Benefits of Getting Pullets Rather than Chicks - Need Some Advice!

Discussion in 'Managing Your Flock' started by jessicagray, Oct 18, 2015.

  1. jessicagray

    jessicagray Out Of The Brooder

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    Hi all!

    I'm a beginner and was hoping to get some advice. I want to raise laying hens. I have the option of purchasing two pullets for $30 at 2 months old with the guarantee that the chickens sold to me are female. Or, should I risk it and get $3 chicks. I don't know what I would do with a rooster, I have no plans to breed.

    Thank you for your advice!!
     
  2. jk47

    jk47 Chillin' With My Peeps

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    If the person your buying from has a good reputation for selling good healthy pullets then go for it. You well save time and money
    But if you want the fun of chicks then buy sexlink chicks save the trouble of raising roosters either way
     
  3. justplainbatty

    justplainbatty Chillin' With My Peeps

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    Welcome! I must say, the pepto pink chicken avitar is disturbing- but funny! Anyway, those are expensive pullets! The problem with just two is, that can easily become just one in a big hurry. It only takes one dog, coon, whatever. It is always better to have a trio and always awesome to have a rooster if permitted. Chicks only happen if you let fertilized eggs incubate. Roosters are great defenders, predator and trespasser alarms and "never fail" alarm clocks, no satellite or electric needed. I have lost some birds this year but still have 25, 5 are roosters. I can't imagine life without their voices every morning, just sayin'. [​IMG] ~JPB
     
  4. jessicagray

    jessicagray Out Of The Brooder

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    Okay, so make sure to ask him questions like "How long have you been raising chickens?", etc? Make sure he's reputable and reliable. Thank you :)
     
  5. jessicagray

    jessicagray Out Of The Brooder

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    Lol! It's for breast cancer awareness! I made a thread about it but it didn't catch, I did one though!: https://www.backyardchickens.com/t/...r-breast-cancer-awareness-month#post_15964905

    Okay so I should get three? I'm just so afraid of doing something wrong so that's why I thought two would be a good start. Apparently not! I think that's great advice! I kept my neighbors in mind in not getting roosters! lol I'm new to the neighborhood, so I don't want to be that crazy chicken lady too soon! lol Thank you for your advice! :)
     
  6. aart

    aart Chicken Juggler! Premium Member

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    My Coop
    Pro - faster eggs.
    Con - starting with possible pests/disease.

    The cost aspect evens out, either you pay for the equipment/feed to raise the chicks, or you pay someone else to raise them.

    Asking "How long have you been raising chickens?"...will not garner any valuable info, asking how they deal with lice, mites, respiratory illness and Mareks might.
     
  7. jessicagray

    jessicagray Out Of The Brooder

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    Thank you, I started a new thread to ask about what sort of questions I should I ask a breeder. I think your's are a good place to start.
     
  8. justplainbatty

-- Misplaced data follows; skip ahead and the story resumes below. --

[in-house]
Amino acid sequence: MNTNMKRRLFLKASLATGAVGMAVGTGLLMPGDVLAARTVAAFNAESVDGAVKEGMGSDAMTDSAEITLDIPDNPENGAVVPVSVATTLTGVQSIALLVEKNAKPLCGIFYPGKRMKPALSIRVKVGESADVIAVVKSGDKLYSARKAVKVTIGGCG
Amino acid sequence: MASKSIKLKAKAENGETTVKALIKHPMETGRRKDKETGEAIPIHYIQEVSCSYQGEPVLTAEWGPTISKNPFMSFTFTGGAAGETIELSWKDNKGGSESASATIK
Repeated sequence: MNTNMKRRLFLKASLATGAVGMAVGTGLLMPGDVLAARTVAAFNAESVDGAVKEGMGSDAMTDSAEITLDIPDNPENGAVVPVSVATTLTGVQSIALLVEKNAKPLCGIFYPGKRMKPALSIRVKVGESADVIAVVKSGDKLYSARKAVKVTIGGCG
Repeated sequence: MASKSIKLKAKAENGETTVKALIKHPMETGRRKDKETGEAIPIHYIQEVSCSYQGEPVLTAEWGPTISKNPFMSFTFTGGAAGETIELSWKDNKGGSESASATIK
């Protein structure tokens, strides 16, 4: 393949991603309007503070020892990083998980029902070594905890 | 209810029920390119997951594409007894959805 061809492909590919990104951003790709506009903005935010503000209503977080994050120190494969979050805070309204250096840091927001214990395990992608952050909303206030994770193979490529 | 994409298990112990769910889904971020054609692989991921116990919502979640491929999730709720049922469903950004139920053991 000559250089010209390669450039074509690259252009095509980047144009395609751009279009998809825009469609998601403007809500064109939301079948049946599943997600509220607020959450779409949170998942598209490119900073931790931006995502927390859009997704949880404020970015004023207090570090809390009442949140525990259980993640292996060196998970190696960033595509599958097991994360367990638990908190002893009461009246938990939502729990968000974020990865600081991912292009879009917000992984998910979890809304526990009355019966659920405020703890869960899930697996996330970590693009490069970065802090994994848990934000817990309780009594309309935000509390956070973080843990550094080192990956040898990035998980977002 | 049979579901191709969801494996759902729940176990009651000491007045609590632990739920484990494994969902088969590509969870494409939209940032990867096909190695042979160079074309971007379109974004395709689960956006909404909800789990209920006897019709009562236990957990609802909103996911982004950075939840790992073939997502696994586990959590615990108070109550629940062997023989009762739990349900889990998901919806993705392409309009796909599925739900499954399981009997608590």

justplainbatty Chillin' With My Peeps

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    Yes, get 3. Good for the breast cancer, the pink chicken. I am a colon cancer survivor, just tested clean this year.@aart gave good advice too, read his signature about the chicken math. Look at my pics in my signature of the hen that lived through a fox attack. I lost 7 other birds this year, one to a coon and 6 to weasels. make sure they are safe from the little murderers like weasels and minks too. Most definitely ask breeder about Mareks, respiratory diseases, lice, mites etc. They should allow you to check out their coop. If it is dirty, smelly, the waterers are green or unpleasant, don't get them. If you fall in love with chickens like the rest of us, you'll be getting chicks next time anyway. [​IMG] [​IMG]
    Happy chickening! ~JPB
     
  9. fishandchix1

    fishandchix1 Chillin' With My Peeps

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    If you're just a beginner, BYC is a great place to learn! Good luck!
     
  10. tmarsh83

    tmarsh83 Chillin' With My Peeps

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    I started on Labor Day with four pullets that hatched May 1. Had my first egg six days later. I'm still very new to this, so I'm no expert, but I think to start and learn, pullets was the best way to go. For as young as the pullets you mentioned are, that seems pretty steep, but I guess that's not really for me to say. But I would guess you still won't be seeing your first eggs until the days lengthen in the spring. Still a lot more raising to do than not before production. I paid $10 each for my birds at point of lay. Maybe a little lucky to find that deal, but $15 at 8 weeks seems pricey.

    That said, again, I started with four, and I'm a little concerned because some unfortunate chicken math (subtraction) has me down to two birds 6 weeks later. One, I suspect to a burning bush I was ignorant of (they are all being eliminated) and the other two an overly adventurous lakenvelder taking a walk in the standing corn at the edge of the yard.

    If your coop supports more birds, I would say three is the bare minimum. Four was a perfect start for me.

    Also, I would ask the breeder if he's wrong about the bird being a pullet if he will swap you for a properly sexed bird when it becomes apparent. If he's not willing to stand by what he sold you, I would be looking for a new supplier. Chicken or otherwise.
     

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